I set the e-gear down, turn on the left side, and pull up the covers. Fragments of news, pages, posts, emails and today’s full day calendar are flitting by, churning, the mind workin’, workin’. Anxiety…A piece rises to the top. Begley: “A compulsion is at once psychological balm and curse, surface madness and profound relief…The ability of compulsive behaviors to quiet anxieties great and small is one of the greatest gifts our brains can give us.”
I pause, close my eyes, and marinate in this…if this is the greatest gift our brains can give us, I am fully gifted, fully loaded. FULL UP.
And, then, it stopped. The churning stopped. [Read more…]
My hope is that this minuscule prayer
will reach out to the god unknown I just sensed
passing in the rivulet of breeze above the mere rivulet
of water in this small arroyo. To the skittering insect
this place is as large as the Sea of Galilee.
In prayer I’m a complicated insect, moving
this way and that. The insect before me puzzles
over its current god, my dog Zilpha, who watches
with furrowed brow and thinks, “Should I paw
at this bug in this shallow pool, bite it, roll
on it in this tiny creek in the late afternoon heat,
or perhaps take another nap?” She looks at her god,
which is me, understanding as her eyes close
that the gods make up their minds as they go.
They are as patient as the water in which they live,
and won’t be surprised when they reach the sea
with their vast collection of reflections, the man, the dog,
the stars and moon and clouds, the javelina and countless
birds, bugs and minnows, the delicate sips of rattlers,
the boughs of mesquite, the carapace of the desert tortoise,
the heron footprints, the water’s memories of earth.
~ Jim Harrison, “Small Gods” from In Search of Small Gods
The moment, seconds really, should have degraded into an inkblot, edges fraying, burrowing to lose itself among the billions of other moments, stored for retrieval at a later date when a similar moment showed up. Aha, I remember that.
This one Rises, floats on Top, bobbing up and down, making sure it isn’t lost. Remember this, it seems to say. Don’t forget this, it needs to say.
I’m walking Cross-Town on 47th. It’s dark. It’s early, 6:23 am. And, it’s Cold – sub 35° F, with winds gusting. Feels like 26° F. Biting.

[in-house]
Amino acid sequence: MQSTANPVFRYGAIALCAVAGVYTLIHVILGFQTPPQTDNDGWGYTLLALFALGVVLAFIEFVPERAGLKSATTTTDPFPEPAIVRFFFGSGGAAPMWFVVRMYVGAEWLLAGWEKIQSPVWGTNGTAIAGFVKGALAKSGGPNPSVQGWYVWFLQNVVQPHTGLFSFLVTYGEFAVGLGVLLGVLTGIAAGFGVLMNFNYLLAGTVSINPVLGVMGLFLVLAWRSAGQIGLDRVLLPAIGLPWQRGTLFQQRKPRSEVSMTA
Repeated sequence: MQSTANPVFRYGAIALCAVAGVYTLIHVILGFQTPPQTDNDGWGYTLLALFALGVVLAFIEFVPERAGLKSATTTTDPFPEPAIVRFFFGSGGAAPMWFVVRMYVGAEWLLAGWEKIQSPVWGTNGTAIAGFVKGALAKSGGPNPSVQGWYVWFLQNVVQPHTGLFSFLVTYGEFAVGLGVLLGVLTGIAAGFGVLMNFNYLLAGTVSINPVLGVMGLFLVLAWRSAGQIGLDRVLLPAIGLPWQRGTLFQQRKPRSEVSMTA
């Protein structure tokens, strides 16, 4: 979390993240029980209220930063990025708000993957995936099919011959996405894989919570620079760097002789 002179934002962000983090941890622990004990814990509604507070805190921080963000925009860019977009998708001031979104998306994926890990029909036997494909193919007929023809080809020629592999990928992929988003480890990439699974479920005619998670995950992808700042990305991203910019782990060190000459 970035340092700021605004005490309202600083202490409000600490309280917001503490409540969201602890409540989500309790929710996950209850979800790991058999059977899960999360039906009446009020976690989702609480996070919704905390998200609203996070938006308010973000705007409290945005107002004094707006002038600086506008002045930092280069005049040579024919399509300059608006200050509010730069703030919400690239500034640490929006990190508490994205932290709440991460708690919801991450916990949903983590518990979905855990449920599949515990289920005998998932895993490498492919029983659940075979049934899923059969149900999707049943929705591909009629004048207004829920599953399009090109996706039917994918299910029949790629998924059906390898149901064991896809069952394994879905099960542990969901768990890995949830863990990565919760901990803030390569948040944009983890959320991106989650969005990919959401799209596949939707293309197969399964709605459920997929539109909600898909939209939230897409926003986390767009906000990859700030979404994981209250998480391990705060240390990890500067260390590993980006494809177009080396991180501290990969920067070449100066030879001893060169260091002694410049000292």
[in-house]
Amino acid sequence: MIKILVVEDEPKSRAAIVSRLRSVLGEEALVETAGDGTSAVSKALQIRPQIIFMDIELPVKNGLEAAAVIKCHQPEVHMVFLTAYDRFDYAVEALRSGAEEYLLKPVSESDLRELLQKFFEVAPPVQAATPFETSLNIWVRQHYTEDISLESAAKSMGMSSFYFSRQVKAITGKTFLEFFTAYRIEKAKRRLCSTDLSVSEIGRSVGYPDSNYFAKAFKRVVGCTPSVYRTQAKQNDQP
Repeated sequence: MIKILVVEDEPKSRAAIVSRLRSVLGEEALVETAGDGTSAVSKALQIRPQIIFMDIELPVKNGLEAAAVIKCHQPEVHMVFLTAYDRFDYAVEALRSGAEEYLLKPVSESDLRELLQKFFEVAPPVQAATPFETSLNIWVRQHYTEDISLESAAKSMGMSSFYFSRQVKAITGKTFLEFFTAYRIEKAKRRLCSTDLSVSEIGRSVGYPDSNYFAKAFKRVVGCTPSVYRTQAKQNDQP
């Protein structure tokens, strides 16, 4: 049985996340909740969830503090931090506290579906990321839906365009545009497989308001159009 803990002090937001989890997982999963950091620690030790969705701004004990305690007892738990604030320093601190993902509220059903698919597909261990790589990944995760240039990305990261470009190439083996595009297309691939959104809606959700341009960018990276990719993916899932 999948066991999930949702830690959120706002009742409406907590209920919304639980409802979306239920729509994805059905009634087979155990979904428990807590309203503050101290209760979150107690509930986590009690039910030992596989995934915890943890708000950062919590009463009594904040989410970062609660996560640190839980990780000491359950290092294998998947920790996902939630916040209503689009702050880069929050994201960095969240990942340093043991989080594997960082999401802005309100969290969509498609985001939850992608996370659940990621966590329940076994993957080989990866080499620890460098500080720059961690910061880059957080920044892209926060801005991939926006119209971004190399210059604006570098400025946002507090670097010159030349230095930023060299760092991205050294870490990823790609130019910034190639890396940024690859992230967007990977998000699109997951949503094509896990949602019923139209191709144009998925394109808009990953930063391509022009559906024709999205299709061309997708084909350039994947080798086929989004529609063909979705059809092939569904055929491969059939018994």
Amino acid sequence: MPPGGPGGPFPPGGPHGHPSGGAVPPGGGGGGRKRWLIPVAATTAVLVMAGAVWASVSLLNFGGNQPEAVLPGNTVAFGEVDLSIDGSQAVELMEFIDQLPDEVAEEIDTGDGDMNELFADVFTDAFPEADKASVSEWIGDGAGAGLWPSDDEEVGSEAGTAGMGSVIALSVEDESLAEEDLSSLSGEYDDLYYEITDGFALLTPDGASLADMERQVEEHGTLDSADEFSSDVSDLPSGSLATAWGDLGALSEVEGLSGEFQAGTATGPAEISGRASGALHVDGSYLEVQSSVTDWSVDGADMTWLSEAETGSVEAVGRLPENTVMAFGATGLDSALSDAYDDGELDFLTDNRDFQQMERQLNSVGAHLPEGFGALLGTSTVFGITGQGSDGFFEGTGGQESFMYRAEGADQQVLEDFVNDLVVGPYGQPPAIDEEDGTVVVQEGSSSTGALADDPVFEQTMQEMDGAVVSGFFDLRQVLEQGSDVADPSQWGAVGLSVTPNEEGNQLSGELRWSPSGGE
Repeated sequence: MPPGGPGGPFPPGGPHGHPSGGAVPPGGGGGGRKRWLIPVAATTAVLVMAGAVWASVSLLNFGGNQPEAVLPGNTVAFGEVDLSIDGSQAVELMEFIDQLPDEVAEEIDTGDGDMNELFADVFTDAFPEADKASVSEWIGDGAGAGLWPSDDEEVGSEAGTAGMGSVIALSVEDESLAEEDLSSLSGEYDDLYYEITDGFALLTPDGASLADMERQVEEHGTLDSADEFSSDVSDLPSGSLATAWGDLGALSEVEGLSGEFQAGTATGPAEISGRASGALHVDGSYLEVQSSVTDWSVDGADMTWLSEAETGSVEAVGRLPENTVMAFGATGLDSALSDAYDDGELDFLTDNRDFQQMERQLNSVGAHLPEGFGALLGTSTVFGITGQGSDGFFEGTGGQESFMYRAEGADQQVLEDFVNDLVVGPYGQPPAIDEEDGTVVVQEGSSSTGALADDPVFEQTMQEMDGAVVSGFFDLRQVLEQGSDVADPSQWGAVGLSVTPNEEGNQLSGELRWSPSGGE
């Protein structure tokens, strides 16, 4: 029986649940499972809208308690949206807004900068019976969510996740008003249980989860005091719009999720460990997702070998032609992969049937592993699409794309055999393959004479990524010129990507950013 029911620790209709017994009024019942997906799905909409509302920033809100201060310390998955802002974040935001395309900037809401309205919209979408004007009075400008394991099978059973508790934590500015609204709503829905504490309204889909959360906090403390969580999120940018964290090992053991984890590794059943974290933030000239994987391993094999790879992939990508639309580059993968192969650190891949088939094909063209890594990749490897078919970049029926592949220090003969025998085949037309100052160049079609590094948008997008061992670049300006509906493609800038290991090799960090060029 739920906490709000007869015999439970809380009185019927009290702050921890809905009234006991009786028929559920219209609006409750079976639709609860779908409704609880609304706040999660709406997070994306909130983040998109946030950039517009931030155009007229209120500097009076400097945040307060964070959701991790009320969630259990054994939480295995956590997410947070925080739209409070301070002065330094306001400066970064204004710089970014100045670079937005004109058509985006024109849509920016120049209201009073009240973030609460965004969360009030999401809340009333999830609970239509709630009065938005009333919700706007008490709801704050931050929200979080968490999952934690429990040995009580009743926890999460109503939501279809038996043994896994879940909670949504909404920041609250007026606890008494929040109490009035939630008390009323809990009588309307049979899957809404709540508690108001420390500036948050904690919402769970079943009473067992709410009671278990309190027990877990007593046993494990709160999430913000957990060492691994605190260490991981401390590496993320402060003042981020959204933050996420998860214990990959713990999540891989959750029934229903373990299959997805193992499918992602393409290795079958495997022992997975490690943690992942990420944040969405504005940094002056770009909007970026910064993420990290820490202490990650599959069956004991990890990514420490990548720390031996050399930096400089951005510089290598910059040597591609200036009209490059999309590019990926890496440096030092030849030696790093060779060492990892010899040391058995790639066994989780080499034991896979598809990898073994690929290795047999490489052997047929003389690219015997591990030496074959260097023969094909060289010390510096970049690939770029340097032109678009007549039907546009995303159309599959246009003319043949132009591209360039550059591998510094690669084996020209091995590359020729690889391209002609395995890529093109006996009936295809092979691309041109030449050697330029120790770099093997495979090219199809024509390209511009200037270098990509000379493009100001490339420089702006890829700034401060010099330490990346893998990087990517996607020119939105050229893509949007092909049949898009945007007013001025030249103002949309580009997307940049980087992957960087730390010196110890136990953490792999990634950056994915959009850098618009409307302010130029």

I’m wearing a trench coat, knee length, its heavy lining leaning in on my shoulders. It’s zipped to the throat.
The fur lined leather gloves keep the hands and fingers toasty. I grip my case with one, and swing the other, the motion pulling me forward, the pace quick, the blood and bones warming from the movement.
And there he was.
Alone. [Read more…]
The mind cannot fall asleep as long as it watches itself. Only when the mind moves unwatched and becomes absorbed in images that tug it as it were to one side does self-consciousness dissolve and sleep with its healing, brilliantly detailed fictions pour in upon the jittery spirit. Falling asleep is a study in trust. Likewise, religion tries to put us at ease with the world. Being human cannot be borne alone. We need other presences. We need soft night noises – a mother speaking downstairs. We need the little clicks and sighs of a sustaining otherness. We need the gods.
– John Updike, Self-Consciousness: Memoirs
It’s dark, I grope, I grip the wooden arm of the bannister at the top of the stairs. I’m about to take the first step down and here it comes. Not just one morning, every morning.
Must be Mandelstam’s Blossom. It hovers. It hammers. It is now. It is not. It ruptures and raptures. I try to turn, to turn away to Light. Yet and yet and yet, it pulls me back. A beckoning for what? To what?
55° F. Saturday morning. I’m on the front porch. Rain is spitting Autumn, the season has turned.
I look down. Gray shirt. Gray shorts. Gray water bottle. Gray and Blue shoes. I look up, Gray skies. Synchronicity – cosmic alignment. [Read more…]